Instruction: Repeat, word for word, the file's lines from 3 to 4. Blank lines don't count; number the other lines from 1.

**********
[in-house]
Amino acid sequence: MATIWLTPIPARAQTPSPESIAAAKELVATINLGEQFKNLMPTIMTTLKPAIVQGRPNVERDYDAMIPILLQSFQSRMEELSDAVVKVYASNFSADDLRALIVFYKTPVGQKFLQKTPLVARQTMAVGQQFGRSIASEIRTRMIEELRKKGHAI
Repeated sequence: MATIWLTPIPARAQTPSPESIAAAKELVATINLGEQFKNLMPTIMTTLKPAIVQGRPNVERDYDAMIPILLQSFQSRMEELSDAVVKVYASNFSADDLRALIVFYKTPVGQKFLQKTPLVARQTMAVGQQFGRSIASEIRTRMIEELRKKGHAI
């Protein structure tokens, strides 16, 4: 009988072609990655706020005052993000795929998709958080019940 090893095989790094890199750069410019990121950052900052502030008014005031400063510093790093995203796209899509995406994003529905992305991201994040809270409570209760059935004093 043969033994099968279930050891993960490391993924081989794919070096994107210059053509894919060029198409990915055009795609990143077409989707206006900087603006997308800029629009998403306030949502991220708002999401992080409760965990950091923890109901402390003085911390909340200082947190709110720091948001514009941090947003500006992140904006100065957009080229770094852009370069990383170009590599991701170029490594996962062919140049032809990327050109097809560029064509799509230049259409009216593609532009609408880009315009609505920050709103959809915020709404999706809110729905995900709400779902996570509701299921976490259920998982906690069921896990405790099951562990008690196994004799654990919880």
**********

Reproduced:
Repeated sequence: MATIWLTPIPARAQTPSPESIAAAKELVATINLGEQFKNLMPTIMTTLKPAIVQGRPNVERDYDAMIPILLQSFQSRMEELSDAVVKVYASNFSADDLRALIVFYKTPVGQKFLQKTPLVARQTMAVGQQFGRSIASEIRTRMIEELRKKGHAI
């Protein structure tokens, strides 16, 4: 009988072609990655706020005052993000795929998709958080019940 090893095989790094890199750069410019990121950052900052502030008014005031400063510093790093995203796209899509995406994003529905992305991201994040809270409570209760059935004093 043969033994099968279930050891993960490391993924081989794919070096994107210059053509894919060029198409990915055009795609990143077409989707206006900087603006997308800029629009998403306030949502991220708002999401992080409760965990950091923890109901402390003085911390909340200082947190709110720091948001514009941090947003500006992140904006100065957009080229770094852009370069990383170009590599991701170029490594996962062919140049032809990327050109097809560029064509799509230049259409009216593609532009609408880009315009609505920050709103959809915020709404999706809110729905995900709400779902996570509701299921976490259920998982906690069921896990405790099951562990008690196994004799654990919880």